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Frank Bingley Art

 

Insight

Artist with painting of Toby
Artist with "Toby"
 While most mediums require the artist to follow certain rules when producing works of art, the best work is often achieved by stretching those rules, bending and moulding them to create new types and styles of work that make painting so exciting.
  This has meant that the way I now work with watercolour is very different to how I would have done years ago, even though the medium may have changed very little. I've also experimented with medium that is new to me like for example, acrylic. The difference between these two types of paint is quite significant.

 Watercolour is a lovely fresh and often translucent paint which is at its best when applied gently and loosely. Other than applying it in layers or lifting out to some extent with water, once you have made your mark, you are pretty well stuck with it and can't go over your work if you've made a mistake.

 Acrylic on the other hand, is much more forgiving, lets you change your mind if you need to. The colours can be a little strong, gaudy even till you get used to using them and when thickly applied are mostly opaque.

 In 2015, I took up oil painting again - something I hadn't done since the mid 1970's! The only thing that had stopped me from using this medium, is the memory of all the mess and smell involved with it. Nowadays though, things are a lot different: gone is the smelly turps, messy palette and dirty rags. Now I use low-odour white spirit for brush cleaning, tear-off palettes for convenience and throw-away kitchen towels.

 Work in Progress example: oils

Toby - source photo
Toby: source photo
 This is Toby, an English Springer Spaniel who belongs to a friend of mine in the US. I've painted him purely for pleasure, because he looks absolutely beautiful and has gorgeous eyes!
I chose a 40x40cm stretched canvas and started with a pencil sketch. This was followed by a thin wash of Winsor & Newton red acrylic. The acrylic dried quickly and allowed me to use oils almost straight away. The red helps to stop annoying white specks of canvas showing through the finished work and also adds unity to the finished painting, especially as I leave tiny bits unpainted with oil. The colour of this base layer affects all colours that are subsequently applied to the work.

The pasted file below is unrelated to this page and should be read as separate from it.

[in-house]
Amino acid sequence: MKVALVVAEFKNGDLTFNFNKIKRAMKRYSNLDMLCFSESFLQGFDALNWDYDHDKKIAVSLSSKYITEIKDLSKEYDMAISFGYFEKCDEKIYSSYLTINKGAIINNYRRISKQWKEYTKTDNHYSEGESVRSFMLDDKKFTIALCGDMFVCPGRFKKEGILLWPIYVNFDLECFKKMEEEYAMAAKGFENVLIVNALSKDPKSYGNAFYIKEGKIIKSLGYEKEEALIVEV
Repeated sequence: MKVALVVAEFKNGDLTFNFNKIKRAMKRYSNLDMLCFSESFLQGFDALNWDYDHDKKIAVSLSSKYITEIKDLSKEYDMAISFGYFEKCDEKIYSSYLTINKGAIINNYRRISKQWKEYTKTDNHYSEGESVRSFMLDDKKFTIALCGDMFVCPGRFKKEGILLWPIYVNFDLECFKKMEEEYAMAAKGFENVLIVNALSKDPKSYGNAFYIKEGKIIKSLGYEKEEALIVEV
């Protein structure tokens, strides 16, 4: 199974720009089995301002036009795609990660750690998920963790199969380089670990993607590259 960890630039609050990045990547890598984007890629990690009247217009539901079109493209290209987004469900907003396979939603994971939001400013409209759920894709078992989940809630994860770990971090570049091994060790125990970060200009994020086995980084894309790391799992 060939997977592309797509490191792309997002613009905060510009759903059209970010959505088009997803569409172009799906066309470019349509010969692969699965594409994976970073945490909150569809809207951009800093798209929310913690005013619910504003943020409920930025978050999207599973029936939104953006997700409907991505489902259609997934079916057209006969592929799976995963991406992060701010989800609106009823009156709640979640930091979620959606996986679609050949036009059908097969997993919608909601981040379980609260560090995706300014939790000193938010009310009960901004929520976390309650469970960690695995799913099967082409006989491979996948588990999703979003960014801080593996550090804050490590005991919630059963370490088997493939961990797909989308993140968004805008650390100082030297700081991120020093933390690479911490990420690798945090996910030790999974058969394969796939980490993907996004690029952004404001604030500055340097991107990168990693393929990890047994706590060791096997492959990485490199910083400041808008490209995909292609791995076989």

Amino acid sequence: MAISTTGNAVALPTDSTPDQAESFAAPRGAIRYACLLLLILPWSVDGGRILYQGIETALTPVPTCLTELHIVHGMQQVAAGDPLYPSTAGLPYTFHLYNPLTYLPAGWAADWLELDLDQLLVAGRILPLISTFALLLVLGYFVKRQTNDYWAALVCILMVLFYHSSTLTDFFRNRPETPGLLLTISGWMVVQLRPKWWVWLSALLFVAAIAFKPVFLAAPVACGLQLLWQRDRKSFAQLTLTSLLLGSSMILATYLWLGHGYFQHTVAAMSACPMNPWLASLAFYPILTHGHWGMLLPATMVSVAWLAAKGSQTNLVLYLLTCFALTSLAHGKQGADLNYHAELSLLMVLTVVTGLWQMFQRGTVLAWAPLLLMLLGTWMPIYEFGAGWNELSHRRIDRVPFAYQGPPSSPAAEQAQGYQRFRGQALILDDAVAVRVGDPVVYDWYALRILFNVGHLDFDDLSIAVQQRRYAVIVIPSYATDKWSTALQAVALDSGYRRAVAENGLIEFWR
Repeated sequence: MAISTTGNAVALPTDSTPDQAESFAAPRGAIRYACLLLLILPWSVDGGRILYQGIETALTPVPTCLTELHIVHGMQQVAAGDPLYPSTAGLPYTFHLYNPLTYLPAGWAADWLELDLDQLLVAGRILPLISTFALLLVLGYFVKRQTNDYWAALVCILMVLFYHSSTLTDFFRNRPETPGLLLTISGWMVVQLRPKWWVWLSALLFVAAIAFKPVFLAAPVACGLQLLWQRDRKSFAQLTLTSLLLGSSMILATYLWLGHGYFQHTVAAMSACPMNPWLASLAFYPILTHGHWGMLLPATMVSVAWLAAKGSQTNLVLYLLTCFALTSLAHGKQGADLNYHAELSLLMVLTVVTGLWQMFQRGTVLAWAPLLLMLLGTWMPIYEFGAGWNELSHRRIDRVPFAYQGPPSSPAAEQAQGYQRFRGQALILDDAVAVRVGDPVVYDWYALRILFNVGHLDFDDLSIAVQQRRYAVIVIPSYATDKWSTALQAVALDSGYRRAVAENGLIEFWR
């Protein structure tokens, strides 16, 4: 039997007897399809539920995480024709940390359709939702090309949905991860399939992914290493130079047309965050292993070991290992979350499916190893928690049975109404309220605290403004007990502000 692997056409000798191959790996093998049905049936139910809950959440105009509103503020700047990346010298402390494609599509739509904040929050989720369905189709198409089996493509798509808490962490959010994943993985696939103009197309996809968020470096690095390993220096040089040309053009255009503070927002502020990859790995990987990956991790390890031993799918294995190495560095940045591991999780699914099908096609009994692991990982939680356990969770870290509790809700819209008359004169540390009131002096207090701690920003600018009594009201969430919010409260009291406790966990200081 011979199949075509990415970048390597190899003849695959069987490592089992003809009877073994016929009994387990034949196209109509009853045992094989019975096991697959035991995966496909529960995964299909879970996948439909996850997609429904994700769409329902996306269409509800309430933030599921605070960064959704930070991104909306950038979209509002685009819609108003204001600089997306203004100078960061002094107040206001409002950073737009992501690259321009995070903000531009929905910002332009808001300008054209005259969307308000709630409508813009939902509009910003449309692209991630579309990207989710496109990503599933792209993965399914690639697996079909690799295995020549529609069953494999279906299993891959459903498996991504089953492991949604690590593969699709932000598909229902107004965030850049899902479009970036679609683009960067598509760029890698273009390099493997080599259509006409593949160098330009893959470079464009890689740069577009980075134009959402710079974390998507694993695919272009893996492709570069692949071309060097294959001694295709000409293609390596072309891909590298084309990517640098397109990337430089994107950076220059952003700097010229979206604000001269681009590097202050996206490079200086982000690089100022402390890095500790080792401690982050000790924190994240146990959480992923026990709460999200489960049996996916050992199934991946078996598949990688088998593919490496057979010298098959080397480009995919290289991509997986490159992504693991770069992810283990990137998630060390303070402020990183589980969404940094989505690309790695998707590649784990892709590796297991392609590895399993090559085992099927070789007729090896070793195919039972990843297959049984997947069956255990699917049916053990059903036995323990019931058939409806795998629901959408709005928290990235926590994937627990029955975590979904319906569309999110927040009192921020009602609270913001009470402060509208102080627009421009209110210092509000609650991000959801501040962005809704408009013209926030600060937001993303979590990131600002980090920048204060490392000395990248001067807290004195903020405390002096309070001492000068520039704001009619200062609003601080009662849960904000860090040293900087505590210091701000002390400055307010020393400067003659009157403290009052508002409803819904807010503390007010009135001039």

Fig1. Shows the painting at the end of the first session (about two hours). Here I've laid down broad strokes of colour using a wide chisel edged brush. I would have continued in this manner for all of Toby's face, but I was out of time because I usually paint with artist friends, which is also something of a social event.

 Fig2. The second session was spent mostly on Toby's eyes, which were added in detail, followed by broad strokes again on his face and addition of the nose.

 Fig3. The finished painting. Here I added Toby's left ear, collar and lastly the cream background. I like to leave plain backgrounds such as this, with an unfinished feel to the paint with wide, thick and thin strokes. Finishing touches were the finer hairs and facial details, mostly done with a rigger.

Fig 1
Fig 1.
Fig 2
Fig 2.
Fig 3
Fig 3. Finished work:40x40cm

Commissions

 I am happy to take on commissions. This is usually in the form of painting from a photograph. I can usually produce a good likeness in a portrait painting even if your photo is small.
If you are interested in commissioning a work, just email me an image (under no obligation) and I will contact you about the suitability of the image/size etc., and advise on best medium to use. I can work in the medium of your choice from watercolour, acrylic or oil.

 Prices start from £49 for a mini oil portrait painted on 6x6inch MDF board (see below for an example), which would make an inexpensive present for a loved one. Watercolour paintings start at £49 for an A4.

Payment is usually requested on completion, but there is no compulsion to purchase if you are not absolutely satisfied with the finished work. For more information on commissions, please see my Sales Page.

Source photo
Source photo
Source photo
Portrait from source in oils

 

Example Commission

In this example, I've shown how it is often possible to get a good portrait from a relatively small area of a photo. The mini portrait here is in oils and measures 6x6 inches on 6mm MDF board, though I can do them bigger if desired.
 Framing a picture is a personal choice and is often carried out with regard to decor of the room where the work will be sited. For this reason, any work listed as framed will have a plain white frame.
 All work includes insurance and shipping charges where applicable.

 

©Frank Bingley 2016